a little of what you fancy
A couple of paragraphs from the construction site, just because I like you–
Victoria emailed Short.
“It’s very English Heritage up here. I expect I’ve told you that before.” As soon as you entered the woods, a dozen footpaths, signposted at the will of competing conservation bodies, went off busily in all directions, running precipitately into one another, stumbling over brand new stiles, toppling into an overgrown quarry and out the other side. “They’re offering access. They’re offering so much access you don’t know where to go for the best.”
In fact, she often ended up beside the pool where she had watched Pearl bathe, and stood there wondering how she could make herself go in. She took off her sandals. She took off some of her clothes then, believing she had heard someone call their dog in the next field along, quickly put them back on again. She was puzzled by herself. On the surface, something seemed to splash and turn lazily; below it, the yellow flowers still lay preserved. They maintained their leaves, and a brittle look, and except for their curious habitat they were quite ordinary. On the way back she heard church bells. The day already had a waxy look, as if some very modern coating had been applied to it at half past seven that morning.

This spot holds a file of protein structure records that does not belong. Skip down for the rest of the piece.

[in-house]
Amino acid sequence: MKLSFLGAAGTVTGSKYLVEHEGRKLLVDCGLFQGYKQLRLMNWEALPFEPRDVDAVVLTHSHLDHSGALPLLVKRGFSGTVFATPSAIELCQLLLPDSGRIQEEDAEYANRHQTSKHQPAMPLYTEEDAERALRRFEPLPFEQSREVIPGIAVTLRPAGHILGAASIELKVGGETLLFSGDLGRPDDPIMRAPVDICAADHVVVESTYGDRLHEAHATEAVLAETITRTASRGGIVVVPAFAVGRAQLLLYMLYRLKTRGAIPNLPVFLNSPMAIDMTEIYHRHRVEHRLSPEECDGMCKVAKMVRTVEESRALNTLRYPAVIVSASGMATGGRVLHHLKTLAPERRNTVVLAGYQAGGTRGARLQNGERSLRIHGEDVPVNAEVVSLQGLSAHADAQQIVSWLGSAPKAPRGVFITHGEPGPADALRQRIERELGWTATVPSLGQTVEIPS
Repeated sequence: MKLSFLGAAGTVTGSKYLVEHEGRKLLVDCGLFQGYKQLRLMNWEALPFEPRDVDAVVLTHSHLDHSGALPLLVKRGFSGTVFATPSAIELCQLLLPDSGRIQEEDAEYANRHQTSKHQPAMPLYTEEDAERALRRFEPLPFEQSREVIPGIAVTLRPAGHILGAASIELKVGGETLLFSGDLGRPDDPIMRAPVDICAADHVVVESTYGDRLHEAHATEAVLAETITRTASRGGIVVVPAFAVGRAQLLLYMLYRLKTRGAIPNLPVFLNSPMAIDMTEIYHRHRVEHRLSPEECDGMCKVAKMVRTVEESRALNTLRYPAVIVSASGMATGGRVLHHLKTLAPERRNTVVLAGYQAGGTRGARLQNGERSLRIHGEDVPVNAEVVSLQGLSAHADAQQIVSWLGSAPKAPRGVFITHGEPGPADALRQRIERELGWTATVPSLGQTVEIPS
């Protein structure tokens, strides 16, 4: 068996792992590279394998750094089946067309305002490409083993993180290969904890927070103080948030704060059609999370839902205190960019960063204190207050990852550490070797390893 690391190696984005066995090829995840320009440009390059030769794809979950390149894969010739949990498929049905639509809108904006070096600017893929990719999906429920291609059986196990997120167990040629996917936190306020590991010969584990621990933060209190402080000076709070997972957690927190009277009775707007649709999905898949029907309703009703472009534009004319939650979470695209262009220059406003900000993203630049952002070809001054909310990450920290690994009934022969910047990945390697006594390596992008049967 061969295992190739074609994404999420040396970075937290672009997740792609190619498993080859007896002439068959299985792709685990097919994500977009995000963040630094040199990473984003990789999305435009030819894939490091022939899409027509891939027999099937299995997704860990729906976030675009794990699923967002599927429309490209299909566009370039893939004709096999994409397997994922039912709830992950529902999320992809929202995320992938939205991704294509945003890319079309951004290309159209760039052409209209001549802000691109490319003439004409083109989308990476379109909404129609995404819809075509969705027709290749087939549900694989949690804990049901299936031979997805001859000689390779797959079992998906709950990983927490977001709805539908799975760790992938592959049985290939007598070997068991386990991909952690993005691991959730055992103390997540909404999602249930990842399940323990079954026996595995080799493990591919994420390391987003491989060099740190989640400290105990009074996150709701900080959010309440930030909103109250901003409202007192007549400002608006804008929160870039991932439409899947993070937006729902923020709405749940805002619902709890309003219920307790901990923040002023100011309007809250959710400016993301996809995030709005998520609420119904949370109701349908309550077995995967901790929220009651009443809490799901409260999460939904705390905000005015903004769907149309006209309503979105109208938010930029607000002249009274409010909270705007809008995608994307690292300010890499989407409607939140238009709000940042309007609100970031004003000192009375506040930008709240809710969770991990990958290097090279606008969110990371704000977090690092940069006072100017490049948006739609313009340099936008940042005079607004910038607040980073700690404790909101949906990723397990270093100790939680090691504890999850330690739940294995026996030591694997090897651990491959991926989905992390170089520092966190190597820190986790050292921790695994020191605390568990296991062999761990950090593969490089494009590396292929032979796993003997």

At home she sorted her mother’s things: small framed prints slotted as tightly as old vinyl into cardboard boxes, top edges furred with dust; an ashtray with horses on it; seashells in a jar. This to go, that to stay. Nothing she could place securely in her childhood, or in some later house.
Among the prints she discovered a Felix Kelly capriccio, about eighteen inches on a side. It was already framed. Victorian chimneys confronted self-satisfied Jacobean architecture across a placid lake; trees leaned out from wanly-lit surrounding heights. In the background, Wales had somehow been brought too close to Shropshire. She wiped the glass, knocked a nail into new plaster; stood back to look and saw, predictably, her own reflection. “Why does that always happen?” she wrote to Short. And: “I don’t expect you to have time to answer, between the demands of the gig economy and the heady bustle of metropolitan life. Well, here it’s been raining since 1301.”
Storms had in fact swept up from Powys for a week: after each one, rain slopped off the front gutters of the closing shops, while refreshed jackdaws conducted their meetings in the invisible boardroom between the roofs. It was still summer but it didn’t quite feel like it.
“I don’t know what to think about Pearl,” she admitted suddenly, as if Short was in the room and was someone she could talk to.